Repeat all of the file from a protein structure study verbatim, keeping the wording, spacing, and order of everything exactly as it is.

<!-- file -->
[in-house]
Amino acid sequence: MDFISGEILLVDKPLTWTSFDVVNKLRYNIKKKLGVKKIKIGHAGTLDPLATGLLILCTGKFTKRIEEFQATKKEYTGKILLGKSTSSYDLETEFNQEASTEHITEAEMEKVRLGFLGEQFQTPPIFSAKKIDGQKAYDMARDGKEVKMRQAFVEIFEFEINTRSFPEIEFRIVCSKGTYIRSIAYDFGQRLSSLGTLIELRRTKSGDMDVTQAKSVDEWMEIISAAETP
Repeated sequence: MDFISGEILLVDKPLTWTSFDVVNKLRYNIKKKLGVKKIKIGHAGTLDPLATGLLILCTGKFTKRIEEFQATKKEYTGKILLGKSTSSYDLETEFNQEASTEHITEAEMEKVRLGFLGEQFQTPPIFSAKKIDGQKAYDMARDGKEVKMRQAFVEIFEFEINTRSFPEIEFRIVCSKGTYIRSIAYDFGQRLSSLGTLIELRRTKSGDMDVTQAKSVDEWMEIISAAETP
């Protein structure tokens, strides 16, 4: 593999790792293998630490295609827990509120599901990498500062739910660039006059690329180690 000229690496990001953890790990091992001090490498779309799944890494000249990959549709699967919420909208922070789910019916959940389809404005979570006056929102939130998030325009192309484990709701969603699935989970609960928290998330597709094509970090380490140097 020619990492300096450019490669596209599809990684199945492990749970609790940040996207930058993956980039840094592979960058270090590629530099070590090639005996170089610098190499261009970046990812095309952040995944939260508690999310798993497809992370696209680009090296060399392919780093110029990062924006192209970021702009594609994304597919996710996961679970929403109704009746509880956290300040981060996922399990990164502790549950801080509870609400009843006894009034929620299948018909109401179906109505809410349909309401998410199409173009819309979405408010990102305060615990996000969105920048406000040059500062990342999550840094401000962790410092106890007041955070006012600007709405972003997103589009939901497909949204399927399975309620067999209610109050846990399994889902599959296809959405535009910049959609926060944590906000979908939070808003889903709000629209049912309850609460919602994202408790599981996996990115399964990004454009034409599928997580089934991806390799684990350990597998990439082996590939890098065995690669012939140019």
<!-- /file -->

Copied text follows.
[in-house]
Amino acid sequence: MDFISGEILLVDKPLTWTSFDVVNKLRYNIKKKLGVKKIKIGHAGTLDPLATGLLILCTGKFTKRIEEFQATKKEYTGKILLGKSTSSYDLETEFNQEASTEHITEAEMEKVRLGFLGEQFQTPPIFSAKKIDGQKAYDMARDGKEVKMRQAFVEIFEFEINTRSFPEIEFRIVCSKGTYIRSIAYDFGQRLSSLGTLIELRRTKSGDMDVTQAKSVDEWMEIISAAETP
Repeated sequence: MDFISGEILLVDKPLTWTSFDVVNKLRYNIKKKLGVKKIKIGHAGTLDPLATGLLILCTGKFTKRIEEFQATKKEYTGKILLGKSTSSYDLETEFNQEASTEHITEAEMEKVRLGFLGEQFQTPPIFSAKKIDGQKAYDMARDGKEVKMRQAFVEIFEFEINTRSFPEIEFRIVCSKGTYIRSIAYDFGQRLSSLGTLIELRRTKSGDMDVTQAKSVDEWMEIISAAETP
């Protein structure tokens, strides 16, 4: 593999790792293998630490295609827990509120599901990498500062739910660039006059690329180690 000229690496990001953890790990091992001090490498779309799944890494000249990959549709699967919420909208922070789910019916959940389809404005979570006056929102939130998030325009192309484990709701969603699935989970609960928290998330597709094509970090380490140097 020619990492300096450019490669596209599809990684199945492990749970609790940040996207930058993956980039840094592979960058270090590629530099070590090639005996170089610098190499261009970046990812095309952040995944939260508690999310798993497809992370696209680009090296060399392919780093110029990062924006192209970021702009594609994304597919996710996961679970929403109704009746509880956290300040981060996922399990990164502790549950801080509870609400009843006894009034929620299948018909109401179906109505809410349909309401998410199409173009819309979405408010990102305060615990996000969105920048406000040059500062990342999550840094401000962790410092106890007041955070006012600007709405972003997103589009939901497909949204399927399975309620067999209610109050846990399994889902599959296809959405535009910049959609926060944590906000979908939070808003889903709000629209049912309850609460919602994202408790599981996996990115399964990004454009034409599928997580089934991806390799684990350990597998990439082996590939890098065995690669012939140019």